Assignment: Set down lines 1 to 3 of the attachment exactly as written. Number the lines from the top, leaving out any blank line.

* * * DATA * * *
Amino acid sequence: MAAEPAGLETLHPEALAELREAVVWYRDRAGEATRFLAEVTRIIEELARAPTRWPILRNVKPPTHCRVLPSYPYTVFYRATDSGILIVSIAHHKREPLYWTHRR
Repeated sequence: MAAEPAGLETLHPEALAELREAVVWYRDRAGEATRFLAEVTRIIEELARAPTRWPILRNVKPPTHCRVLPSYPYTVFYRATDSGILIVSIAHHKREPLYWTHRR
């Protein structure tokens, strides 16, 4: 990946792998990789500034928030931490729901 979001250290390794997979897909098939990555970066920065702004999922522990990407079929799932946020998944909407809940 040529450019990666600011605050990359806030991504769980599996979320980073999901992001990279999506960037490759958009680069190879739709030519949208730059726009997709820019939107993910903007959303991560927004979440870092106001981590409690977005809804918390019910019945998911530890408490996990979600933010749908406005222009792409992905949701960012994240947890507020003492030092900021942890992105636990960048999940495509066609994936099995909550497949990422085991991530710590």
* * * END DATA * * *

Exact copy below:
Amino acid sequence: MAAEPAGLETLHPEALAELREAVVWYRDRAGEATRFLAEVTRIIEELARAPTRWPILRNVKPPTHCRVLPSYPYTVFYRATDSGILIVSIAHHKREPLYWTHRR
Repeated sequence: MAAEPAGLETLHPEALAELREAVVWYRDRAGEATRFLAEVTRIIEELARAPTRWPILRNVKPPTHCRVLPSYPYTVFYRATDSGILIVSIAHHKREPLYWTHRR
């Protein structure tokens, strides 16, 4: 990946792998990789500034928030931490729901 979001250290390794997979897909098939990555970066920065702004999922522990990407079929799932946020998944909407809940 040529450019990666600011605050990359806030991504769980599996979320980073999901992001990279999506960037490759958009680069190879739709030519949208730059726009997709820019939107993910903007959303991560927004979440870092106001981590409690977005809804918390019910019945998911530890408490996990979600933010749908406005222009792409992905949701960012994240947890507020003492030092900021942890992105636990960048999940495509066609994936099995909550497949990422085991991530710590």